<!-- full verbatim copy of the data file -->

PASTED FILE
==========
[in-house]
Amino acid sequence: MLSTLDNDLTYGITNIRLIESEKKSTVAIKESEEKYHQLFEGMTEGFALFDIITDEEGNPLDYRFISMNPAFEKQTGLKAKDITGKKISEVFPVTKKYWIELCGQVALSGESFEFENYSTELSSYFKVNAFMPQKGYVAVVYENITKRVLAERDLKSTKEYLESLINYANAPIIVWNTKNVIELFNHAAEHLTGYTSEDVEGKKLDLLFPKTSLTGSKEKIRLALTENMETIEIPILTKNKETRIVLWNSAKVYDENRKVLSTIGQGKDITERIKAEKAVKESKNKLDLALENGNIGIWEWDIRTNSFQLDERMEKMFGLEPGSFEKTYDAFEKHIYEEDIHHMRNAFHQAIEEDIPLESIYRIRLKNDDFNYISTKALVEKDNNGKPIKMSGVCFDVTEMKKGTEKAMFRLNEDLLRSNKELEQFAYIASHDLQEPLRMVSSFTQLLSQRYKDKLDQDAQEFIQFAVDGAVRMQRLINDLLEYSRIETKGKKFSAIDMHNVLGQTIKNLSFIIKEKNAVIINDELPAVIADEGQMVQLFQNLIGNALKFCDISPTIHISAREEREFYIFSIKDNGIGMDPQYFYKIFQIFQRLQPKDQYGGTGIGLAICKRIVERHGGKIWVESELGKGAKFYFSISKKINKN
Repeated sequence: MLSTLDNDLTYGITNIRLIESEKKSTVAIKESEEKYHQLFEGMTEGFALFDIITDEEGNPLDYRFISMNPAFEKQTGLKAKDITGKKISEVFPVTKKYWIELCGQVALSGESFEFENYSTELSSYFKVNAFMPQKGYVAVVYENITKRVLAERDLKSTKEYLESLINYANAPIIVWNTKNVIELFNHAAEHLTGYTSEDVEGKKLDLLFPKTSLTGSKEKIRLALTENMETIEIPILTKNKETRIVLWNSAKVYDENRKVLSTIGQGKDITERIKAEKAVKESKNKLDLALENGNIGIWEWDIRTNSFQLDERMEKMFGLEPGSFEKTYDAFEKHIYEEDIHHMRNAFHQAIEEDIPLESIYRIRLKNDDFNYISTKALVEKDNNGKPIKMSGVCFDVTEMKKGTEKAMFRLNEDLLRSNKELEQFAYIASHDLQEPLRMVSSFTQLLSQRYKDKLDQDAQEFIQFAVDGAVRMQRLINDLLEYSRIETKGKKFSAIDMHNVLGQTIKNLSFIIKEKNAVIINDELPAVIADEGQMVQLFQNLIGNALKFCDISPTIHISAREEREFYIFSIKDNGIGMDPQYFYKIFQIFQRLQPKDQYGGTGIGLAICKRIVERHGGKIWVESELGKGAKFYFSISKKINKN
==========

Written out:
[in-house]
Amino acid sequence: MLSTLDNDLTYGITNIRLIESEKKSTVAIKESEEKYHQLFEGMTEGFALFDIITDEEGNPLDYRFISMNPAFEKQTGLKAKDITGKKISEVFPVTKKYWIELCGQVALSGESFEFENYSTELSSYFKVNAFMPQKGYVAVVYENITKRVLAERDLKSTKEYLESLINYANAPIIVWNTKNVIELFNHAAEHLTGYTSEDVEGKKLDLLFPKTSLTGSKEKIRLALTENMETIEIPILTKNKETRIVLWNSAKVYDENRKVLSTIGQGKDITERIKAEKAVKESKNKLDLALENGNIGIWEWDIRTNSFQLDERMEKMFGLEPGSFEKTYDAFEKHIYEEDIHHMRNAFHQAIEEDIPLESIYRIRLKNDDFNYISTKALVEKDNNGKPIKMSGVCFDVTEMKKGTEKAMFRLNEDLLRSNKELEQFAYIASHDLQEPLRMVSSFTQLLSQRYKDKLDQDAQEFIQFAVDGAVRMQRLINDLLEYSRIETKGKKFSAIDMHNVLGQTIKNLSFIIKEKNAVIINDELPAVIADEGQMVQLFQNLIGNALKFCDISPTIHISAREEREFYIFSIKDNGIGMDPQYFYKIFQIFQRLQPKDQYGGTGIGLAICKRIVERHGGKIWVESELGKGAKFYFSISKKINKN
Repeated sequence: MLSTLDNDLTYGITNIRLIESEKKSTVAIKESEEKYHQLFEGMTEGFALFDIITDEEGNPLDYRFISMNPAFEKQTGLKAKDITGKKISEVFPVTKKYWIELCGQVALSGESFEFENYSTELSSYFKVNAFMPQKGYVAVVYENITKRVLAERDLKSTKEYLESLINYANAPIIVWNTKNVIELFNHAAEHLTGYTSEDVEGKKLDLLFPKTSLTGSKEKIRLALTENMETIEIPILTKNKETRIVLWNSAKVYDENRKVLSTIGQGKDITERIKAEKAVKESKNKLDLALENGNIGIWEWDIRTNSFQLDERMEKMFGLEPGSFEKTYDAFEKHIYEEDIHHMRNAFHQAIEEDIPLESIYRIRLKNDDFNYISTKALVEKDNNGKPIKMSGVCFDVTEMKKGTEKAMFRLNEDLLRSNKELEQFAYIASHDLQEPLRMVSSFTQLLSQRYKDKLDQDAQEFIQFAVDGAVRMQRLINDLLEYSRIETKGKKFSAIDMHNVLGQTIKNLSFIIKEKNAVIINDELPAVIADEGQMVQLFQNLIGNALKFCDISPTIHISAREEREFYIFSIKDNGIGMDPQYFYKIFQIFQRLQPKDQYGGTGIGLAICKRIVERHGGKIWVESELGKGAKFYFSISKKINKN